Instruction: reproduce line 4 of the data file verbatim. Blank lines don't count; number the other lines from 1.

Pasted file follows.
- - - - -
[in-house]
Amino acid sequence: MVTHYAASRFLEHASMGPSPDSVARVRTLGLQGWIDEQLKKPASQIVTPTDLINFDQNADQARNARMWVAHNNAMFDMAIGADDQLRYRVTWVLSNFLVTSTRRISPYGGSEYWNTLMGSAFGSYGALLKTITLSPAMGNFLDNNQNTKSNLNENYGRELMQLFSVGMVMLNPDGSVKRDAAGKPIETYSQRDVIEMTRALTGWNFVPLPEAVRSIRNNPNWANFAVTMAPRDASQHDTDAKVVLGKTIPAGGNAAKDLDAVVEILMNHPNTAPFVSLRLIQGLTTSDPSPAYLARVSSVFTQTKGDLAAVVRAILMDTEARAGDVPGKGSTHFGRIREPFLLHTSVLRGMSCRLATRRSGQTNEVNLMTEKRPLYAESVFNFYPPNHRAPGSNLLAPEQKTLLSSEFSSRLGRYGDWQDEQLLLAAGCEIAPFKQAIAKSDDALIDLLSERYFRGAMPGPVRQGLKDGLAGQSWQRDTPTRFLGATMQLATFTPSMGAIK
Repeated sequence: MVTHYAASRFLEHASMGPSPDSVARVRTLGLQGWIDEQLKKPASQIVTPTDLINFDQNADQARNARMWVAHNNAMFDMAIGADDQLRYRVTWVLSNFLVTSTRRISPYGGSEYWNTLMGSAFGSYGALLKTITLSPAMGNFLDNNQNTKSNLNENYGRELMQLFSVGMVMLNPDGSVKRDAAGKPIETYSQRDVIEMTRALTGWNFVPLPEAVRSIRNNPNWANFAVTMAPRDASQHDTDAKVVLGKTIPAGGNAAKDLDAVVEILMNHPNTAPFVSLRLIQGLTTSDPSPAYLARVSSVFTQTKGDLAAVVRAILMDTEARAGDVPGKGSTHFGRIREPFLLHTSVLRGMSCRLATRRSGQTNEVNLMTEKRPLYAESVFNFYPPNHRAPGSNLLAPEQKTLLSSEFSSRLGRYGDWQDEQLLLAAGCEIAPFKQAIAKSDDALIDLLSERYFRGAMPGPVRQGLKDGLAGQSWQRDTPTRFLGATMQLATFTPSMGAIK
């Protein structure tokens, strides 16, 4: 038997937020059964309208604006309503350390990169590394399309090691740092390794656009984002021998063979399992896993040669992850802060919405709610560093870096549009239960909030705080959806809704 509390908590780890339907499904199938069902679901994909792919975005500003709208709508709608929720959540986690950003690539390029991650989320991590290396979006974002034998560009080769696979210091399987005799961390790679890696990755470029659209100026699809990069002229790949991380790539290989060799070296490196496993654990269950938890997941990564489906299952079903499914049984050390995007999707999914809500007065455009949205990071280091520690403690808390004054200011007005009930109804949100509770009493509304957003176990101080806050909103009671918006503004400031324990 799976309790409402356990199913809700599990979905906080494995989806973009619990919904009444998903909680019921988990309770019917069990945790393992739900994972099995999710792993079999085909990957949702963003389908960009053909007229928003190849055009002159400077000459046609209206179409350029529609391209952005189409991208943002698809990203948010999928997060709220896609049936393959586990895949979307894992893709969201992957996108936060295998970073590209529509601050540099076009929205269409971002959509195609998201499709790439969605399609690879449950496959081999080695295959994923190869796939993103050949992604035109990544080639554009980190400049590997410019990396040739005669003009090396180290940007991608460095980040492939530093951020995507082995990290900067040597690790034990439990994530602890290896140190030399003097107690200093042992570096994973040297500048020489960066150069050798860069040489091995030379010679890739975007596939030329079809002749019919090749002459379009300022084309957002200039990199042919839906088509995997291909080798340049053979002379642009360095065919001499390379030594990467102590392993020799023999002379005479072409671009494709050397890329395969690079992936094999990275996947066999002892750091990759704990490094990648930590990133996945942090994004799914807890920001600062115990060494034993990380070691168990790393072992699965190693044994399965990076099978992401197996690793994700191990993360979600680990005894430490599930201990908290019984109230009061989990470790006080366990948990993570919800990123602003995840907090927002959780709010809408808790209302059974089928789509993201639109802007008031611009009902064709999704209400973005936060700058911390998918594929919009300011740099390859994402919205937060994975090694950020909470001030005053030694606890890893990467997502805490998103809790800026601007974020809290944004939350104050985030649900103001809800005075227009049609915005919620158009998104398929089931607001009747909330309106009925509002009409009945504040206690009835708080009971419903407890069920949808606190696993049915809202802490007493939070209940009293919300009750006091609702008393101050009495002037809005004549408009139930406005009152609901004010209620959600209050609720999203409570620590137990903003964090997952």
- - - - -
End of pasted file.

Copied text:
């Protein structure tokens, strides 16, 4: 038997937020059964309208604006309503350390990169590394399309090691740092390794656009984002021998063979399992896993040669992850802060919405709610560093870096549009239960909030705080959806809704 509390908590780890339907499904199938069902679901994909792919975005500003709208709508709608929720959540986690950003690539390029991650989320991590290396979006974002034998560009080769696979210091399987005799961390790679890696990755470029659209100026699809990069002229790949991380790539290989060799070296490196496993654990269950938890997941990564489906299952079903499914049984050390995007999707999914809500007065455009949205990071280091520690403690808390004054200011007005009930109804949100509770009493509304957003176990101080806050909103009671918006503004400031324990 799976309790409402356990199913809700599990979905906080494995989806973009619990919904009444998903909680019921988990309770019917069990945790393992739900994972099995999710792993079999085909990957949702963003389908960009053909007229928003190849055009002159400077000459046609209206179409350029529609391209952005189409991208943002698809990203948010999928997060709220896609049936393959586990895949979307894992893709969201992957996108936060295998970073590209529509601050540099076009929205269409971002959509195609998201499709790439969605399609690879449950496959081999080695295959994923190869796939993103050949992604035109990544080639554009980190400049590997410019990396040739005669003009090396180290940007991608460095980040492939530093951020995507082995990290900067040597690790034990439990994530602890290896140190030399003097107690200093042992570096994973040297500048020489960066150069050798860069040489091995030379010679890739975007596939030329079809002749019919090749002459379009300022084309957002200039990199042919839906088509995997291909080798340049053979002379642009360095065919001499390379030594990467102590392993020799023999002379005479072409671009494709050397890329395969690079992936094999990275996947066999002892750091990759704990490094990648930590990133996945942090994004799914807890920001600062115990060494034993990380070691168990790393072992699965190693044994399965990076099978992401197996690793994700191990993360979600680990005894430490599930201990908290019984109230009061989990470790006080366990948990993570919800990123602003995840907090927002959780709010809408808790209302059974089928789509993201639109802007008031611009009902064709999704209400973005936060700058911390998918594929919009300011740099390859994402919205937060994975090694950020909470001030005053030694606890890893990467997502805490998103809790800026601007974020809290944004939350104050985030649900103001809800005075227009049609915005919620158009998104398929089931607001009747909330309106009925509002009409009945504040206690009835708080009971419903407890069920949808606190696993049915809202802490007493939070209940009293919300009750006091609702008393101050009495002037809005004549408009139930406005009152609901004010209620959600209050609720999203409570620590137990903003964090997952």